Skip to main content

The bots are coming: Kik opens its own bot store with Vine, Sephora, and more

Kik Bots
Need to book a flight? Soon you may just ask a bot on Kik to do it for you.

The tech industry is abuzz with hype surrounding the chat bot. These personal assistant-like automated accounts live within your chat apps and can help with things like bookings, calendars, and so on. Instead of having to download extra apps to use chat bots, you can simply head to the messaging apps you most likely already have installed on your phone.

So where does Kik come in? The company just launched its own bot store, which is essentially the bot version of the App Store — developers can create bots for the company’s store and once they’re approved, you can access them right in the app.

Kik is offering a few bots as part of the store at launch, including The Weather Channel, Vine, and FunnyOrDie; but any developer can use Kik’s tools to create their own bot for the store. You can check it out online here.

Bots can only perform basic tasks at the moment, but they have huge potential. Part of their rise to popularity is due to how easy they are to use. You don’t have to download a new app to use them, and they work on any device with the app installed, regardless of operating system. As such, any Kik user can jump on the bot bandwagon.

“Chat is going to be the next great operating system. Apps will come to be thought of as the new browsers; bots will be the new websites. This is the beginning of a new internet,” said Kik CEO Ted Livingston in a recent article on Medium.

Kik isn’t the only one banking on bots. Facebook is expected to unveil its own bot store at its annual developer conference next week, and Microsoft took the wraps off of the new version of Skype, which heavily features chat bots, last week.

The fact that Kik launched its bot store a week before Facebook isn’t a huge deal for the social network, especially when you consider the popularity of Messenger. However, Kik’s rising popularity among teens may be cause for concern at Facebook. If the social network wants to convince Kik’s users that its bot store is better, Facebook will have to launch with more partners than Kik.

It remains to be seen exactly how the general public reacts to bots, which will ultimately determine whether or not they really are the next big thing.

Editors' Recommendations

Christian de Looper
Christian’s interest in technology began as a child in Australia, when he stumbled upon a computer at a garage sale that he…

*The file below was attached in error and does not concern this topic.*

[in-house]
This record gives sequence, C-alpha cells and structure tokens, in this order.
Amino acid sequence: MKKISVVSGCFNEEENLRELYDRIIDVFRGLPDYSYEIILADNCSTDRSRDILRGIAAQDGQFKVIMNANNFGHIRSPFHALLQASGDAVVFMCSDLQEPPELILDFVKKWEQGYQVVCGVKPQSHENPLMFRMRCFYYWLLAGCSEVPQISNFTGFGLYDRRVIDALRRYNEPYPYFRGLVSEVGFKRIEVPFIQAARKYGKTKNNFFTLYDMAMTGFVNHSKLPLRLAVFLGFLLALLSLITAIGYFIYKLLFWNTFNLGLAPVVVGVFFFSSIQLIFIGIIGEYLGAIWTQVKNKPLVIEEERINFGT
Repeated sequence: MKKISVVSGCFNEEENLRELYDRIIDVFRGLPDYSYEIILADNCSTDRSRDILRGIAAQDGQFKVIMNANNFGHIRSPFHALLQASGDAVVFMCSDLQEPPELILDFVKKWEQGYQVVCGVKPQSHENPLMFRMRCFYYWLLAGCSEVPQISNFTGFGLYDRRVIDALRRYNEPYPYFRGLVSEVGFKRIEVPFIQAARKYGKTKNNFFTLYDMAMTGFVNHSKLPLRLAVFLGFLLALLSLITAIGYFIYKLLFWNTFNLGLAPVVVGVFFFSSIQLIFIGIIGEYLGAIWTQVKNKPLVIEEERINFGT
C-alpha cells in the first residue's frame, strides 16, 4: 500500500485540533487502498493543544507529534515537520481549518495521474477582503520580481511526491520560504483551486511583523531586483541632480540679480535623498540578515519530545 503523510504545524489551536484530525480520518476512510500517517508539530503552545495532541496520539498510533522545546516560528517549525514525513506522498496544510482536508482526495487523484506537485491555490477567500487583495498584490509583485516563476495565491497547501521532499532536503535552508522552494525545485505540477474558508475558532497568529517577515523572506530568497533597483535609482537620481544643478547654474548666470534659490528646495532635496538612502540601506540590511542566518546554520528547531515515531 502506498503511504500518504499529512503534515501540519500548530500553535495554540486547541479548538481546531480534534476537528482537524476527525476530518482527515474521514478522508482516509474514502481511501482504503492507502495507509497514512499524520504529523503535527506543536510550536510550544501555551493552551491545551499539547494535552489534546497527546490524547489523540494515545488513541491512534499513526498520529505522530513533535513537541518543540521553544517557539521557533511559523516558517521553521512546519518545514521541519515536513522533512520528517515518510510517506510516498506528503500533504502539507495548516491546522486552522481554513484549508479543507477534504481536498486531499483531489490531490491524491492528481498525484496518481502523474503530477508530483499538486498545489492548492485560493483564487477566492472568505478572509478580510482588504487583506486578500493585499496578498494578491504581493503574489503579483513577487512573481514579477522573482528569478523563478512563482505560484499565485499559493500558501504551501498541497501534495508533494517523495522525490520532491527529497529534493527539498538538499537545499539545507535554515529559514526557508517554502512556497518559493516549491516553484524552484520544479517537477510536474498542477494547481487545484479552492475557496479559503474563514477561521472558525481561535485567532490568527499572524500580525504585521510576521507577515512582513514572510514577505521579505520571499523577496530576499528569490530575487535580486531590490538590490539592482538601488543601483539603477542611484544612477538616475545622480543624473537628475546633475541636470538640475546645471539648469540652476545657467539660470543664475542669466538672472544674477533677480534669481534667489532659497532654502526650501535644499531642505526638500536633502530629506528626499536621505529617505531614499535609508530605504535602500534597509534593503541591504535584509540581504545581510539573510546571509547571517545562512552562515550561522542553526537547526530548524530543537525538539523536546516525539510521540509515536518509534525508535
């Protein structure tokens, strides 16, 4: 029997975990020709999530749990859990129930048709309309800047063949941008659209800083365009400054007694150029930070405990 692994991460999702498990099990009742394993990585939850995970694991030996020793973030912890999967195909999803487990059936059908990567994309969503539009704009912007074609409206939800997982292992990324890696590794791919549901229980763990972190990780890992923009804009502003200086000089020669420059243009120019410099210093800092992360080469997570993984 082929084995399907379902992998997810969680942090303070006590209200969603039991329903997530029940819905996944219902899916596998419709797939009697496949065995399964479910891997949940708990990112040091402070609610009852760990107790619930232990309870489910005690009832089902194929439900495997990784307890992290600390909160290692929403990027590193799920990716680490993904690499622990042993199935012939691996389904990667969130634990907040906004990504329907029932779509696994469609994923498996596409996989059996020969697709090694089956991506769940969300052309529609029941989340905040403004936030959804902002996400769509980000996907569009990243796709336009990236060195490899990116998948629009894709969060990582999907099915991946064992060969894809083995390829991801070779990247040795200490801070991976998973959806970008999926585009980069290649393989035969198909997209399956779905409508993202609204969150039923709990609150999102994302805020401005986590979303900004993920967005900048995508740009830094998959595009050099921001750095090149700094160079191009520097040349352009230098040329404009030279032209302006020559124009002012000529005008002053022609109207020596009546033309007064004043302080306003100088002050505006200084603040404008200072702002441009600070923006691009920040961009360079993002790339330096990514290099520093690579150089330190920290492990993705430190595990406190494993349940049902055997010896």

Apple starts to reopen its stores, but U.S. shoppers have to wait
ron johnson apple store interview  abu dhabi

Apple is starting to reopen some of its stores around the world after closing them on March 14 due to the coronavirus.

All but one of its 22 stores in Australia are set to open their doors on Wednesday, May 7, after the government there announced the easing of lockdown restrictions that have been in place for more than a month.

Read more
Points mean prizes as Google Play Store rewards program comes to U.S.
google play

If you sometimes find yourself splashing the cash in Google's Play Store, then signing up for its new rewards program is surely a no-brainer.

Following an earlier launch in Japan and South Korea, Google Play Points has now arrived in the U.S., giving Android users the chance to earn rewards and discounts for their purchases in the Play Store.

Read more
Apple favored search results for its own App Store apps over more relevant ones
Apple App Store Logo

If you searched for an app in Apple’s App Store over the past year, chances are good that one of the first results showed you software made by Apple, even if it had little to do with what you were searching.

A New York Times investigation into the App Store suggests that Apple has favored its own apps over those made by third parties. The paper analyzed search terms within the App Store and found that Apple’s own apps ranked first for at least 700 different search terms within the store. That research was compiled by app analytics firm Sensory Tower, which found that in some cases the App Store would show as many as 14 diffferent Apple apps before showing apps made by rival companies, with the exception of those that paid Apple for ad placement.

Read more